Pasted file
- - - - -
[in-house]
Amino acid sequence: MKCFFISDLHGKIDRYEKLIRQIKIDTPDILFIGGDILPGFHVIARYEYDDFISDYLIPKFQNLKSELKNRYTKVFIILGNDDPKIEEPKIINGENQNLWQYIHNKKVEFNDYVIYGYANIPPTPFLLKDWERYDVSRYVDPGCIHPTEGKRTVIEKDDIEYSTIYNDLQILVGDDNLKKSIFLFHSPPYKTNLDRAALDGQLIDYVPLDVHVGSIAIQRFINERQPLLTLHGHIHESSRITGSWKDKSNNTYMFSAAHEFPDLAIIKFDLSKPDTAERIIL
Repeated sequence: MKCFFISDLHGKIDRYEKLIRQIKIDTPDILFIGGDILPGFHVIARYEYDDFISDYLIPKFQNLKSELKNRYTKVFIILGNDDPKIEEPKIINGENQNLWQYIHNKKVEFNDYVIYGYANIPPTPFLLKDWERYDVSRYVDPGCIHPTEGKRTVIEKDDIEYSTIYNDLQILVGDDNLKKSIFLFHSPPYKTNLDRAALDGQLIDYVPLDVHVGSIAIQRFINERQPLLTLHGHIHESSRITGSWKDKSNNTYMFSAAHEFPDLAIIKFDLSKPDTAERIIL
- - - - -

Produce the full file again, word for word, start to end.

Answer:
[in-house]
Amino acid sequence: MKCFFISDLHGKIDRYEKLIRQIKIDTPDILFIGGDILPGFHVIARYEYDDFISDYLIPKFQNLKSELKNRYTKVFIILGNDDPKIEEPKIINGENQNLWQYIHNKKVEFNDYVIYGYANIPPTPFLLKDWERYDVSRYVDPGCIHPTEGKRTVIEKDDIEYSTIYNDLQILVGDDNLKKSIFLFHSPPYKTNLDRAALDGQLIDYVPLDVHVGSIAIQRFINERQPLLTLHGHIHESSRITGSWKDKSNNTYMFSAAHEFPDLAIIKFDLSKPDTAERIIL
Repeated sequence: MKCFFISDLHGKIDRYEKLIRQIKIDTPDILFIGGDILPGFHVIARYEYDDFISDYLIPKFQNLKSELKNRYTKVFIILGNDDPKIEEPKIINGENQNLWQYIHNKKVEFNDYVIYGYANIPPTPFLLKDWERYDVSRYVDPGCIHPTEGKRTVIEKDDIEYSTIYNDLQILVGDDNLKKSIFLFHSPPYKTNLDRAALDGQLIDYVPLDVHVGSIAIQRFINERQPLLTLHGHIHESSRITGSWKDKSNNTYMFSAAHEFPDLAIIKFDLSKPDTAERIIL